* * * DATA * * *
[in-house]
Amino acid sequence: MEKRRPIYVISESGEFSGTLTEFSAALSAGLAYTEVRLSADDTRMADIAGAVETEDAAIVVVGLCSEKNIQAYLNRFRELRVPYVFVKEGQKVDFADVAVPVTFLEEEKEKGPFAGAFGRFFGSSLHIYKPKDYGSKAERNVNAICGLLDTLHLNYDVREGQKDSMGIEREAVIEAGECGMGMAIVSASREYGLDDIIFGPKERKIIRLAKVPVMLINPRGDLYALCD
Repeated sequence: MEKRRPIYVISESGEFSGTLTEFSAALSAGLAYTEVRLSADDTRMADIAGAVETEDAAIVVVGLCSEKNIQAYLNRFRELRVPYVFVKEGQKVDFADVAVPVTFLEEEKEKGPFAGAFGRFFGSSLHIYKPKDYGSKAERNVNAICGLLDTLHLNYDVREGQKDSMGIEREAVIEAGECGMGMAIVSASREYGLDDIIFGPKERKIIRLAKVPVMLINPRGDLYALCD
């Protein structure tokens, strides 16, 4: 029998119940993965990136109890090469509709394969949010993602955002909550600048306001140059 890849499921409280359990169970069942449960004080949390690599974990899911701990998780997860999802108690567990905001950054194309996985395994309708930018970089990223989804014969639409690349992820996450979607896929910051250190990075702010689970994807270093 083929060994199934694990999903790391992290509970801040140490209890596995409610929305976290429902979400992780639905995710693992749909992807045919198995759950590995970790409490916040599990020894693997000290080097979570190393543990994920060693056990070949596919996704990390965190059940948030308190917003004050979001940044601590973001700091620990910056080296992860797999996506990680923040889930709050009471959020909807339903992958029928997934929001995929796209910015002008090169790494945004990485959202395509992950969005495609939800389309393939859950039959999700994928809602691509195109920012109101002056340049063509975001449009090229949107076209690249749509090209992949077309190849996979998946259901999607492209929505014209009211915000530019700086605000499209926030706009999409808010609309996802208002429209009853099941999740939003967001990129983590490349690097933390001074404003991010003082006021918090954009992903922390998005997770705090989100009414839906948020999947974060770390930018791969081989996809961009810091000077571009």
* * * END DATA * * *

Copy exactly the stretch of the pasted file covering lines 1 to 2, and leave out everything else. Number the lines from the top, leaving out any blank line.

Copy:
[in-house]
Amino acid sequence: MEKRRPIYVISESGEFSGTLTEFSAALSAGLAYTEVRLSADDTRMADIAGAVETEDAAIVVVGLCSEKNIQAYLNRFRELRVPYVFVKEGQKVDFADVAVPVTFLEEEKEKGPFAGAFGRFFGSSLHIYKPKDYGSKAERNVNAICGLLDTLHLNYDVREGQKDSMGIEREAVIEAGECGMGMAIVSASREYGLDDIIFGPKERKIIRLAKVPVMLINPRGDLYALCD